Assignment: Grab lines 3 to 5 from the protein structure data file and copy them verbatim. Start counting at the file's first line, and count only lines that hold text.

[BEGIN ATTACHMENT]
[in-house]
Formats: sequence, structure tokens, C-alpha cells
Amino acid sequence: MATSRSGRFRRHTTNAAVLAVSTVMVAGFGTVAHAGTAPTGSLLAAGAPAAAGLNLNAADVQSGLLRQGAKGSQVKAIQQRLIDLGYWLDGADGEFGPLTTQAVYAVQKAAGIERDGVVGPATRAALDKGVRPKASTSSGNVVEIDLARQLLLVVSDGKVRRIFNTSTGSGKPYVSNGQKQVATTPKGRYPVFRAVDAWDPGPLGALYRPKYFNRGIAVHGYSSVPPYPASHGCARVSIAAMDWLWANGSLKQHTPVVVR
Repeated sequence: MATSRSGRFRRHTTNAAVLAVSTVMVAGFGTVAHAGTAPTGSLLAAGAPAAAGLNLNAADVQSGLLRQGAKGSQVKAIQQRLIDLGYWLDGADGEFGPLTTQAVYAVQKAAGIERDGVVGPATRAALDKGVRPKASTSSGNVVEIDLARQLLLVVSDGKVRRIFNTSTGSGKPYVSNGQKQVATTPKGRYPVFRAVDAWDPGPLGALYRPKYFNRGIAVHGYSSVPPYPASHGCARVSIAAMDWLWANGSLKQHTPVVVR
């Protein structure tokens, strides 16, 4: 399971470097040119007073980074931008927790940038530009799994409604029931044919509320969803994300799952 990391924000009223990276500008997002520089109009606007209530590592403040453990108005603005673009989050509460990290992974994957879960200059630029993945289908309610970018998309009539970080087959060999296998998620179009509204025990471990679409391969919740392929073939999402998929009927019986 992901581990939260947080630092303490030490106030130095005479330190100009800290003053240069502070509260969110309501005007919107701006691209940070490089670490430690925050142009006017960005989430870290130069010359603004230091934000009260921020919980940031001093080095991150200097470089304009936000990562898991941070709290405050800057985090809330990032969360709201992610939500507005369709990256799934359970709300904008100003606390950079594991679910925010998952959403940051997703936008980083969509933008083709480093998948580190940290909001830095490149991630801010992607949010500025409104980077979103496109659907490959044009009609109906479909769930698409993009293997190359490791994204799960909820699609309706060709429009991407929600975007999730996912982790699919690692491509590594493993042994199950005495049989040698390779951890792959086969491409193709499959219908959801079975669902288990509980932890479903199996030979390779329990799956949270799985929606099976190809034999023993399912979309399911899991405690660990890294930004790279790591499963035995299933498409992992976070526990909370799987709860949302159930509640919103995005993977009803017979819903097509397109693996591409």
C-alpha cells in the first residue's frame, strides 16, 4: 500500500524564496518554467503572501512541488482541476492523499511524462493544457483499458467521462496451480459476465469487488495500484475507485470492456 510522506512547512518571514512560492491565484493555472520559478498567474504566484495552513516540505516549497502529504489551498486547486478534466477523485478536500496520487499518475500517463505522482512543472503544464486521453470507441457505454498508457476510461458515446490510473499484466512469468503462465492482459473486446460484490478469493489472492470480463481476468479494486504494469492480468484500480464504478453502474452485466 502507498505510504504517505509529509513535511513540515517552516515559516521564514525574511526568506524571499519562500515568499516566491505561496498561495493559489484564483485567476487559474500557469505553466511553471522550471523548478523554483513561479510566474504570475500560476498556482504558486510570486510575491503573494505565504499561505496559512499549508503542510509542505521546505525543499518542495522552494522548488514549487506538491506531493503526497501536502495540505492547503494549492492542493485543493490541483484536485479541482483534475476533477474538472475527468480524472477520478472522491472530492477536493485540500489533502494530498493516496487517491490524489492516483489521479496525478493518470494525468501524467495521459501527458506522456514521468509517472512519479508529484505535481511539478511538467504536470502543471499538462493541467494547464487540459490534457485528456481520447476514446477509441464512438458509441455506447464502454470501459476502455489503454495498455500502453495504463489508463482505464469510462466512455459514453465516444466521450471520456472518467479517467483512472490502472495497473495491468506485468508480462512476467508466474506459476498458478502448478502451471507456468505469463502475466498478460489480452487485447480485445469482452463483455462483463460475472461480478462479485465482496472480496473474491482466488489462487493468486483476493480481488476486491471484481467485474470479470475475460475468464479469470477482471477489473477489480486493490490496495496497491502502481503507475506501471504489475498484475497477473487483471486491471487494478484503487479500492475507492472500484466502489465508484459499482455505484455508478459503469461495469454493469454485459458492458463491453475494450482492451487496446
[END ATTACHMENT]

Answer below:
Amino acid sequence: MATSRSGRFRRHTTNAAVLAVSTVMVAGFGTVAHAGTAPTGSLLAAGAPAAAGLNLNAADVQSGLLRQGAKGSQVKAIQQRLIDLGYWLDGADGEFGPLTTQAVYAVQKAAGIERDGVVGPATRAALDKGVRPKASTSSGNVVEIDLARQLLLVVSDGKVRRIFNTSTGSGKPYVSNGQKQVATTPKGRYPVFRAVDAWDPGPLGALYRPKYFNRGIAVHGYSSVPPYPASHGCARVSIAAMDWLWANGSLKQHTPVVVR
Repeated sequence: MATSRSGRFRRHTTNAAVLAVSTVMVAGFGTVAHAGTAPTGSLLAAGAPAAAGLNLNAADVQSGLLRQGAKGSQVKAIQQRLIDLGYWLDGADGEFGPLTTQAVYAVQKAAGIERDGVVGPATRAALDKGVRPKASTSSGNVVEIDLARQLLLVVSDGKVRRIFNTSTGSGKPYVSNGQKQVATTPKGRYPVFRAVDAWDPGPLGALYRPKYFNRGIAVHGYSSVPPYPASHGCARVSIAAMDWLWANGSLKQHTPVVVR
């Protein structure tokens, strides 16, 4: 399971470097040119007073980074931008927790940038530009799994409604029931044919509320969803994300799952 990391924000009223990276500008997002520089109009606007209530590592403040453990108005603005673009989050509460990290992974994957879960200059630029993945289908309610970018998309009539970080087959060999296998998620179009509204025990471990679409391969919740392929073939999402998929009927019986 992901581990939260947080630092303490030490106030130095005479330190100009800290003053240069502070509260969110309501005007919107701006691209940070490089670490430690925050142009006017960005989430870290130069010359603004230091934000009260921020919980940031001093080095991150200097470089304009936000990562898991941070709290405050800057985090809330990032969360709201992610939500507005369709990256799934359970709300904008100003606390950079594991679910925010998952959403940051997703936008980083969509933008083709480093998948580190940290909001830095490149991630801010992607949010500025409104980077979103496109659907490959044009009609109906479909769930698409993009293997190359490791994204799960909820699609309706060709429009991407929600975007999730996912982790699919690692491509590594493993042994199950005495049989040698390779951890792959086969491409193709499959219908959801079975669902288990509980932890479903199996030979390779329990799956949270799985929606099976190809034999023993399912979309399911899991405690660990890294930004790279790591499963035995299933498409992992976070526990909370799987709860949302159930509640919103995005993977009803017979819903097509397109693996591409």